The Maasai Living Cultures Project is a collaboration between the Pitt Rivers Museum and Maasai community leaders, with the process led by InsightShare, a community development organisation working with Indigenous people around the world to address key issues through Participatory Video.
The project is funded by the Staples Trust, a Sainsbury family charitable trust. It is part of one strand of the Museum's ongoing work to build equitable relations with Indigenous Peoples whose material culture is represented in the Pitt Rivers collections.
The project began in 2017 when Maasai cultural leaders visited the Museum to see Maasai objects. Over the following years, further research and additional visits took place and five objects were identified as culturally sensitive family heirlooms. None of the objects have been on display or the subject of research at the Museum. In Maasai tradition, their absence from a family is believed to incur bad luck, so the objects' presence in the Museum continues to cause harm to descendants. The Museum has subsequently taken guidance from Maasai traditional and religious leaders to find ways forward with regards to the care of the objects.
The project marks a key milestone in June and July 2023. Director of the Pitt Rivers Museum, Prof. Laura Van Broekhoven; Curator, Marina de Alarcon and Research Assistant Thandi Wilson are visiting Kenya and Tanzania to participate in an educational programme and take part in traditional Maasai healing ceremonies and meetings with the families close to their homes. The Museum has also presented symbolic gifts of cows, funded by the Staples Trust, to the families in question.
The project and participation in Maasai ceremonies represents pioneering academic work in contemporary museum practice. Professor Laura van Broekhoven says: "The Pitt Rivers Museum's mission is to engage people across the world, increase understanding of humanities' many ways of knowing and extend our reach through innovative partnerships such as this one.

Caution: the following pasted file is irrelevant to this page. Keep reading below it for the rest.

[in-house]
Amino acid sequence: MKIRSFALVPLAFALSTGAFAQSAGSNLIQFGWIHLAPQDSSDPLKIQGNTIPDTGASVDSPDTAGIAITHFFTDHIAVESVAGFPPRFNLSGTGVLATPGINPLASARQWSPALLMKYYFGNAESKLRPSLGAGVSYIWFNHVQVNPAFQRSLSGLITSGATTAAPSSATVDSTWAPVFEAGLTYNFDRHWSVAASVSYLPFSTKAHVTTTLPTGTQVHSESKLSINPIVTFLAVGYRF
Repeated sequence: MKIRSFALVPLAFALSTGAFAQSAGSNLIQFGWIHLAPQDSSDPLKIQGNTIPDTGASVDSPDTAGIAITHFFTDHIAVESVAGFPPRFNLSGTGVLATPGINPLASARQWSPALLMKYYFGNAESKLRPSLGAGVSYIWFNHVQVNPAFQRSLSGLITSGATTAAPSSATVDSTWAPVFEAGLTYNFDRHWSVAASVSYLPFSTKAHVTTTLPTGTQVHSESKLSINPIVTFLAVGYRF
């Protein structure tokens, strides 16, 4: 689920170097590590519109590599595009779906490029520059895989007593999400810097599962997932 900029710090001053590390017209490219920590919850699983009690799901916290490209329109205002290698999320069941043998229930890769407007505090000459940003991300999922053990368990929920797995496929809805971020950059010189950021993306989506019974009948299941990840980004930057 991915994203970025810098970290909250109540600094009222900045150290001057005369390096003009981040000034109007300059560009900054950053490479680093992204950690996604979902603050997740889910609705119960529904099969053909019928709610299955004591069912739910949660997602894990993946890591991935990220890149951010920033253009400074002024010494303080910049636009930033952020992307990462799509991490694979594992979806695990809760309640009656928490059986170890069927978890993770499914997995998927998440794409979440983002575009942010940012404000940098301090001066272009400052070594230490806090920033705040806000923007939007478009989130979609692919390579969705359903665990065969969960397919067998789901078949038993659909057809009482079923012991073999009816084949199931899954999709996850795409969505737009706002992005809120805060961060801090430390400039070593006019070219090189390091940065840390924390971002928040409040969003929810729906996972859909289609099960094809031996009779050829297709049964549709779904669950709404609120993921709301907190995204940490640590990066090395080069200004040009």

We are deeply honoured to have been invited to take part in traditional Maasai ceremonies in Kenya and Tanzania. We hope this process of redress, which has been led by the Maasai over the past six years, makes a meaningful impact on Maasai families, who are the descendants of the people whose objects were taken during periods of war and colonial oppression."
Nick Lunch, Director of InsightShare, says: "Participatory video has provided a bridge linking the staff at the Museum with the Maasai community, and enabled Maasai youth and elders to reshape the narratives linked to the artefacts, bringing lived experience into the museum gallery."
Samwel Nangiria, Director of PALCA, says: "This process has brought Maasai nations together across borders. These meetings are a unique, historic occurrence bringing the leadership of twenty five sections that represent over 1 million Maasai living in Kenya and Tanzania together for the first time in over a century."
Mokompo Ole Simel, the Maa Nation Spiritual Leader, said: "Reconciliation is not only about closing a sad chapter of Maasai community's past, but about opening new healing pathways of reconciliation that are forged in truth and justice."
Jessica Frankopan, Settlor of The Staples Trust, said: "I am hugely grateful to all of those involved in this project - and especially to Maasai community leaders - for the dialogue, co-operation and support over the last six years. We have worked on issues that are sensitive and extremely important and have been able to do so by building relationships based on trust. Thank you to all for working so hard to make this happen."